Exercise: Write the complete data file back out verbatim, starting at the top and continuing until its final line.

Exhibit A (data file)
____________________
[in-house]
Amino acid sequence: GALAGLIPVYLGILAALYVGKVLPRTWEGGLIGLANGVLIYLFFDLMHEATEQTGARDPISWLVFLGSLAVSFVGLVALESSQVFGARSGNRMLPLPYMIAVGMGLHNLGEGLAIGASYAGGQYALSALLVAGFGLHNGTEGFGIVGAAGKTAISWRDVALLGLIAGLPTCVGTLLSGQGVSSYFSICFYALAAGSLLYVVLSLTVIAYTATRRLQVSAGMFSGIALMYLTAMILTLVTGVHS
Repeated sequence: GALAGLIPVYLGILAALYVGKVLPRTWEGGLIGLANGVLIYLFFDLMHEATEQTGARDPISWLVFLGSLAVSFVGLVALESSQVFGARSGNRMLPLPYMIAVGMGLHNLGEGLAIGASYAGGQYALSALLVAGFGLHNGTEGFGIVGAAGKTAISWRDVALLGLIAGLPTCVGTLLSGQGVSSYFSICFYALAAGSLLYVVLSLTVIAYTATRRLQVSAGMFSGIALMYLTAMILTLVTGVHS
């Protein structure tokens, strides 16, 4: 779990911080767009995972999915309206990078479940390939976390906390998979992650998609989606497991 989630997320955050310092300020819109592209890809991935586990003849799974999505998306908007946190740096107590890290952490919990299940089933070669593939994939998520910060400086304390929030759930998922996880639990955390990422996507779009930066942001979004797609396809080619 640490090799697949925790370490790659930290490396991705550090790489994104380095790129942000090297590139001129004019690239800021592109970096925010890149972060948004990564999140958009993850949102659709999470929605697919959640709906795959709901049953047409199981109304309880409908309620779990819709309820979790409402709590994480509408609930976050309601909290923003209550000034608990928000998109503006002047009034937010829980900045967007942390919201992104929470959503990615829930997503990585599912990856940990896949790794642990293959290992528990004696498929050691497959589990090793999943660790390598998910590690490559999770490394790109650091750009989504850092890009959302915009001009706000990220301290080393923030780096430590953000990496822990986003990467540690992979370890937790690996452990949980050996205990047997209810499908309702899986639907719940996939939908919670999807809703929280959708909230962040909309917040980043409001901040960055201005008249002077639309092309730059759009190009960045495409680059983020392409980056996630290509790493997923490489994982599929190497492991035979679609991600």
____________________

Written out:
[in-house]
Amino acid sequence: GALAGLIPVYLGILAALYVGKVLPRTWEGGLIGLANGVLIYLFFDLMHEATEQTGARDPISWLVFLGSLAVSFVGLVALESSQVFGARSGNRMLPLPYMIAVGMGLHNLGEGLAIGASYAGGQYALSALLVAGFGLHNGTEGFGIVGAAGKTAISWRDVALLGLIAGLPTCVGTLLSGQGVSSYFSICFYALAAGSLLYVVLSLTVIAYTATRRLQVSAGMFSGIALMYLTAMILTLVTGVHS
Repeated sequence: GALAGLIPVYLGILAALYVGKVLPRTWEGGLIGLANGVLIYLFFDLMHEATEQTGARDPISWLVFLGSLAVSFVGLVALESSQVFGARSGNRMLPLPYMIAVGMGLHNLGEGLAIGASYAGGQYALSALLVAGFGLHNGTEGFGIVGAAGKTAISWRDVALLGLIAGLPTCVGTLLSGQGVSSYFSICFYALAAGSLLYVVLSLTVIAYTATRRLQVSAGMFSGIALMYLTAMILTLVTGVHS
């Protein structure tokens, strides 16, 4: 779990911080767009995972999915309206990078479940390939976390906390998979992650998609989606497991 989630997320955050310092300020819109592209890809991935586990003849799974999505998306908007946190740096107590890290952490919990299940089933070669593939994939998520910060400086304390929030759930998922996880639990955390990422996507779009930066942001979004797609396809080619 640490090799697949925790370490790659930290490396991705550090790489994104380095790129942000090297590139001129004019690239800021592109970096925010890149972060948004990564999140958009993850949102659709999470929605697919959640709906795959709901049953047409199981109304309880409908309620779990819709309820979790409402709590994480509408609930976050309601909290923003209550000034608990928000998109503006002047009034937010829980900045967007942390919201992104929470959503990615829930997503990585599912990856940990896949790794642990293959290992528990004696498929050691497959589990090793999943660790390598998910590690490559999770490394790109650091750009989504850092890009959302915009001009706000990220301290080393923030780096430590953000990496822990986003990467540690992979370890937790690996452990949980050996205990047997209810499908309702899986639907719940996939939908919670999807809703929280959708909230962040909309917040980043409001901040960055201005008249002077639309092309730059759009190009960045495409680059983020392409980056996630290509790493997923490489994982599929190497492991035979679609991600």